If one were to do an overview of human history, they would note that for every three or four men who sat on the throne, there is one woman who sat on the throne.
The television series Reign (2013-2017) is a loose (and I mean very loose) retelling of the story of the life of Mary, Queen of Scots (Adelaide Kane). When she is a teenager, she is sent to the court of France to marry her betrothed, Francis de Valois (Toby Regbo). Along the way, she will encounter both sexual and political innuendo.
I wrote about this series back in 2014, defending its merits. Looking back, I can now see the major flaws in this program. It is nothing but a teenage soap opera set in the 16th century. In the beginning, the initial draw was Megan Follows (Catherine de’ Medici). Her portrayal of Anne Shirley in the Anne of Green Gables series from the 1980s and 1990s is still my favorite version of the character.
But even that was not enough to keep me watching to the very end.
Seeing a woman in the halls of power is relatively new in the course of human history. At best, in the past, women have been help-meets, wives and servants. At worst, they are disposable to relegated the background of history.
The new movie, Mary Queen of Scots (based on the book Queen of Scots: The True Life of Mary Stuart by John Guy) takes place in the 16th century, when two women ruled England and Scotland concurrently. Elizabeth I of England (Margot Robbie) has successfully ruled England without questions of her legitimacy to the throne. The only issue that she is without a husband and a child. Her cousin, Mary Stuart (Saoirse Ronan) has recently taken her place as Queen of Scotland after the passing of her first husband. She knows that she has to marry and bring a male heir into the world, but she is not willing to marry for the sake of politics.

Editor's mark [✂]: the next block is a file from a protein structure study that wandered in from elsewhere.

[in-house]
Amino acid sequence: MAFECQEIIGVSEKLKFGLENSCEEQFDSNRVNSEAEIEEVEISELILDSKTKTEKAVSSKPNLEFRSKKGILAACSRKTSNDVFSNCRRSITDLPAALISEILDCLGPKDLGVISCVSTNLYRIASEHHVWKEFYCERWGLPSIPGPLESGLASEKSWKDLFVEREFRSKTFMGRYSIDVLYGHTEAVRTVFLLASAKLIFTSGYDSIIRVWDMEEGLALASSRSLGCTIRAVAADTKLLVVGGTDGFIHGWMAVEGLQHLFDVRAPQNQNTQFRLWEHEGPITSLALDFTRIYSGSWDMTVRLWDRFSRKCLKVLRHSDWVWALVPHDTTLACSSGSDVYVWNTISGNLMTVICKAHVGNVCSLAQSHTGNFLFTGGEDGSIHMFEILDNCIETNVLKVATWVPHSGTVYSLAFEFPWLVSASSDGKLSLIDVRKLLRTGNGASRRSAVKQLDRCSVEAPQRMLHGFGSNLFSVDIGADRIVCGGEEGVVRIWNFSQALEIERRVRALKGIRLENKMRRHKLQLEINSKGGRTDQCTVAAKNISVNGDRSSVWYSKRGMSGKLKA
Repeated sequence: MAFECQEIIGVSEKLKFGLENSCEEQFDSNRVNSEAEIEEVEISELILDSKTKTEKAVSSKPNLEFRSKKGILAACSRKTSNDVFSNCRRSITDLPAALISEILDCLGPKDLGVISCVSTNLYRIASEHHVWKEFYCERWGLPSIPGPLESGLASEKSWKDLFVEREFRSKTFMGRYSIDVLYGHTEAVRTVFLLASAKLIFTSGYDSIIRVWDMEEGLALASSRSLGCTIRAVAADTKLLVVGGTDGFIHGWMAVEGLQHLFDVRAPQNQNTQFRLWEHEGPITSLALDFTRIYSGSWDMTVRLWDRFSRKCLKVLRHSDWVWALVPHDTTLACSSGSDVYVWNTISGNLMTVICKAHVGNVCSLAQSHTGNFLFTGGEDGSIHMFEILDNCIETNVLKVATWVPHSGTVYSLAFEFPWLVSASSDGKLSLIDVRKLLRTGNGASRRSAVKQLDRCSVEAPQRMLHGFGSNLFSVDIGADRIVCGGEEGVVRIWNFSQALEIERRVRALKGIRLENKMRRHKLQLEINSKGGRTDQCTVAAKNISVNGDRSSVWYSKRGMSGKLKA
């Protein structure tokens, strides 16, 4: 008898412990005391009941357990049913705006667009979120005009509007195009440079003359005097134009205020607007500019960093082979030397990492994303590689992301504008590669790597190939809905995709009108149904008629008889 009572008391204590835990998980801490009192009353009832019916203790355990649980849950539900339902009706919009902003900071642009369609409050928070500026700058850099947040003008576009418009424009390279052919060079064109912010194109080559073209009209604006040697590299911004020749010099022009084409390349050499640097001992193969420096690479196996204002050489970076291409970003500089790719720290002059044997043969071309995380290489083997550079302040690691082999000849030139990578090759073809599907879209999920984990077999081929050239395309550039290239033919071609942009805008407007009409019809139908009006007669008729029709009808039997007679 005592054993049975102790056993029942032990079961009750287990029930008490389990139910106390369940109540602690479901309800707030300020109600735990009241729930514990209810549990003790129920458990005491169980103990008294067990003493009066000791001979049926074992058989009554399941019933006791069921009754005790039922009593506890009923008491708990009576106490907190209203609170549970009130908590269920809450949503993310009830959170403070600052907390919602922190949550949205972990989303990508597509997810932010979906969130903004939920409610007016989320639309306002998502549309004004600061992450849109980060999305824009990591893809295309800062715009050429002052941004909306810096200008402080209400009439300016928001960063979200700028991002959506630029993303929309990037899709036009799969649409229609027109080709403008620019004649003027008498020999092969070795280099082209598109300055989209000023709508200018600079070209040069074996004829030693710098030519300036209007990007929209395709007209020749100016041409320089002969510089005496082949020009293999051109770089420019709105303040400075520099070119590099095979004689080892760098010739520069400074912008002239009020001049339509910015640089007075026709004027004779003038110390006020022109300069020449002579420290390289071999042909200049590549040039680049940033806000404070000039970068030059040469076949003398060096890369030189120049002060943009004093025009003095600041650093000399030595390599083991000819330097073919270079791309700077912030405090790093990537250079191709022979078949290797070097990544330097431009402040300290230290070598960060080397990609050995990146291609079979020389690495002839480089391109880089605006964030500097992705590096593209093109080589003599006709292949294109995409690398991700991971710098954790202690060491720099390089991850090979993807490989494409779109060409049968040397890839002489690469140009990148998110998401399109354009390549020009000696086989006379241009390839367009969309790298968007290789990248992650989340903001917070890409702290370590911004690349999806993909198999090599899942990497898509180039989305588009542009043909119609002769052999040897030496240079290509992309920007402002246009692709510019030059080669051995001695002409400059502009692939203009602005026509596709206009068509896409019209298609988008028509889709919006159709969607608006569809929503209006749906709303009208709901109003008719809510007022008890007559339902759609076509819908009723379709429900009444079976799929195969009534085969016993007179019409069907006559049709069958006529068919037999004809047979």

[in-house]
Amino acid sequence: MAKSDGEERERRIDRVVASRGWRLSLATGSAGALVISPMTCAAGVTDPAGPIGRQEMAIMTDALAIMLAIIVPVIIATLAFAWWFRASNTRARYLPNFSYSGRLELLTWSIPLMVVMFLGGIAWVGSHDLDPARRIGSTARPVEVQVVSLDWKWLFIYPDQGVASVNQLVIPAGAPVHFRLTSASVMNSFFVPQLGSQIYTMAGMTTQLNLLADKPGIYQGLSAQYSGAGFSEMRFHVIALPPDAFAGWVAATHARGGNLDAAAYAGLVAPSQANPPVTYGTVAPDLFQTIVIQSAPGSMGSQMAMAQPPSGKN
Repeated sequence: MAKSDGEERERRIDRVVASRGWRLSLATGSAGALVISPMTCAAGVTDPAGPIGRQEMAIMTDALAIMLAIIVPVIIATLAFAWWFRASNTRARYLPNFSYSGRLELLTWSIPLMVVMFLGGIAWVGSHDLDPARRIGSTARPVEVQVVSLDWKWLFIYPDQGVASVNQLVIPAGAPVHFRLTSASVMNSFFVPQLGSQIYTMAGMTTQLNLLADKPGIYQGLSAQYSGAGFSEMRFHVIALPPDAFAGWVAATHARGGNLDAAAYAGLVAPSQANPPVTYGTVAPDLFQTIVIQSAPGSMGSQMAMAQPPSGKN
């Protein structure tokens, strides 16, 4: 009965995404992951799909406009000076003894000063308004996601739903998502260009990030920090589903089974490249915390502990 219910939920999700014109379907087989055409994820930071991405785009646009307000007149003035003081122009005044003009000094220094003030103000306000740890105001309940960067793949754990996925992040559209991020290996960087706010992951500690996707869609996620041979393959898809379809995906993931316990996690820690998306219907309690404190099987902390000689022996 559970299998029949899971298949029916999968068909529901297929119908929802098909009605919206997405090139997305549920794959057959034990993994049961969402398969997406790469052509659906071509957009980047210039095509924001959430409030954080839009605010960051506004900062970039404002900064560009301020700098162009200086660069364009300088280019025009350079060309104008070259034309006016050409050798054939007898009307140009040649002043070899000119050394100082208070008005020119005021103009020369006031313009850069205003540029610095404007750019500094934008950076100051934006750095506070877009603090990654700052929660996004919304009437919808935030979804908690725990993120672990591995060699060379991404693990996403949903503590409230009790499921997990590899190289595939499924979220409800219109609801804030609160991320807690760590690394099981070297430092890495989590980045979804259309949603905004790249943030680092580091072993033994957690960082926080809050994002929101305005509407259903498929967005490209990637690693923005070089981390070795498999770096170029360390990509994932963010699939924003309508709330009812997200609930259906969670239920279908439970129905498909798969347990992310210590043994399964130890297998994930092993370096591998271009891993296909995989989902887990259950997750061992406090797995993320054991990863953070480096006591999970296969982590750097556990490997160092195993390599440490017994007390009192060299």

Both Mary and Elizabeth wish for peace between their kingdoms, but the men who council both Queens are not content to bow before women, nor are they willing to let two women maintain a political friendship. Around them, the seeds of discord are being sewn. Will Mary and Elizabeth rule their respective countries in peace or will the interference of the men around them result in upheaval and violence?
It takes a certain kind of BPD (British Period Drama) to appeal to a wide range of audience members. While Mary Queen Of Scots falls squarely within the BPD genre, it has a specific message that appeals to a certain kind of audience member. While I very much appreciate the timely message of women in power and how we react/treat them, this film is a bit on the heavy side when it comes to the narrative.